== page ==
November 9, 2012

 

The Australian National University (ANU) and University of Canberra have increased their international student numbers, bucking the national trend. So far this year the ANU has enrolled 5,392 international students. That is 40 more than in 2011. At the University of Canberra (UC) overseas students increased by 4 per cent in semester one to 2,130. Nationally, the number of international students has fallen 7 per cent for the year to September, with several interstate universities blaming the high Australian dollar.

ANU Professor Marnie Hughes-Warrington says the national capital remains an attractive place to study. “What it comes down to is reputation for the quality of study, research reputation. Even simple things like is the environment a good place to live and is it a safe place to live?” she said.”All of those things are big ticks for Canberra.”

Professor Hughes-Warrington says the biggest growth has been in post-graduate study. “There’s an evolution towards graduate offerings and research offerings at ANU,” she said. “We’re seen as really strong in those areas because we’re such a strong research institution. We are increasingly seeing ourselves as a graduate destination of choice for students from around the world.”

 

SOURCE: ABC Online

By Clarissa Thorpe

March 9, 2012

 

THE Federal Government is likely to shift its focus for university funding to completions rather than enrolments in its response to a base funding review.

Tertiary Education Minister Chris Evans says the sector already knows he wants to make this shift.

He believes it will help keep quality high in the new era of demand-driven government funding for undergraduate places that began this year.

The Group of Eight, which represents Australia’s eight top research universities, has released a policy paper that says offering more places meant more students who were not well academically prepared would enter higher education.

There was clear evidence that students with lower entrance scores were more likely to drop out of university courses before finishing.

Senator Evans said the notion that opening up access would result in lower quality university education was insulting to universities and insulting to students.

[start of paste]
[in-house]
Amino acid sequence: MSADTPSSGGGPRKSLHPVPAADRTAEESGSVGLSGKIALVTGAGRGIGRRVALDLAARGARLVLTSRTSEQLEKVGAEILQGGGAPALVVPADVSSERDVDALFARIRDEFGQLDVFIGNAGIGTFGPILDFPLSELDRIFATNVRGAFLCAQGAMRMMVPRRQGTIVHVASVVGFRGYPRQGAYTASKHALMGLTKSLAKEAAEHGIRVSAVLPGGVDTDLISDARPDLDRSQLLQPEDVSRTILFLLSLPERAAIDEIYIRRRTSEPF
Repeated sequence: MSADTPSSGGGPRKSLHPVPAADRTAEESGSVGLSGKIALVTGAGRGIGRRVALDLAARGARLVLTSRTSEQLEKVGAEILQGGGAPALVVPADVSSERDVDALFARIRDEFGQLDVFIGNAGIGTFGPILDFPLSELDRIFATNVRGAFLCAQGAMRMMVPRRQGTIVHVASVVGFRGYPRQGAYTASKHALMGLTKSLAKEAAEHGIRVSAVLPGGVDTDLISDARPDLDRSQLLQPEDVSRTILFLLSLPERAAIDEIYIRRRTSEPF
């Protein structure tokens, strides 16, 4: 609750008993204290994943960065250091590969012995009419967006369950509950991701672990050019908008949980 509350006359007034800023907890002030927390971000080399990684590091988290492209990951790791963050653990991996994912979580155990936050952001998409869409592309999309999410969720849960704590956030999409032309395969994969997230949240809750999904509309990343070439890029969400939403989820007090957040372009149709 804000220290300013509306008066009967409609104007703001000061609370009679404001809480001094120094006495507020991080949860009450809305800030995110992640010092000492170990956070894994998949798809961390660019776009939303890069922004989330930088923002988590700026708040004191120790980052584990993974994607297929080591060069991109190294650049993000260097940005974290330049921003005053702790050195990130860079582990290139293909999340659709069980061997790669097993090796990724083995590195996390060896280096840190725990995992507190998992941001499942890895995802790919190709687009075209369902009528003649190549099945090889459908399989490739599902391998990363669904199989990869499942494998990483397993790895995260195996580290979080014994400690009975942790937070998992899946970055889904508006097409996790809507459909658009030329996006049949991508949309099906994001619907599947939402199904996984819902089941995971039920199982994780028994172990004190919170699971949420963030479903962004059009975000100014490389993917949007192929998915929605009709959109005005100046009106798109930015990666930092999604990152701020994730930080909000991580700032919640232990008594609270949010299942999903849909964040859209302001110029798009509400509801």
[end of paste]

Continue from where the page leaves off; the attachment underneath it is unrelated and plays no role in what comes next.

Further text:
But he agreed there would need to be more support for those students.

“We will have to put greater emphasis on transitional support for some of those students to focus on teaching and learning,” he said at a Universities Australia conference in Canberra on Wednesday.

“I’m looking to refocus funding on completions rather than just commencement to make sure the signals to the sector are strong that the purpose of these reforms is to produce graduates not to produce enrolments.

“If we take the right policy measures to support students we’ll get strong completion rates and we’ll get people who never otherwise would have had the chance going to university.”

The tight fiscal environment prevented him from promising more money for preparatory or transition courses.

But he said many universities already were doing good work in that area and he promised to give it priority in the coming year.

“We can grow and access equity without losing a strong focus on excellence,” Senator Evans said.

“These are not contradictory or mutually-exclusive goals.”

The Government released the independent base funding review in December. It will respond in the next couple of months.

Source:  AAP March 07, 2012

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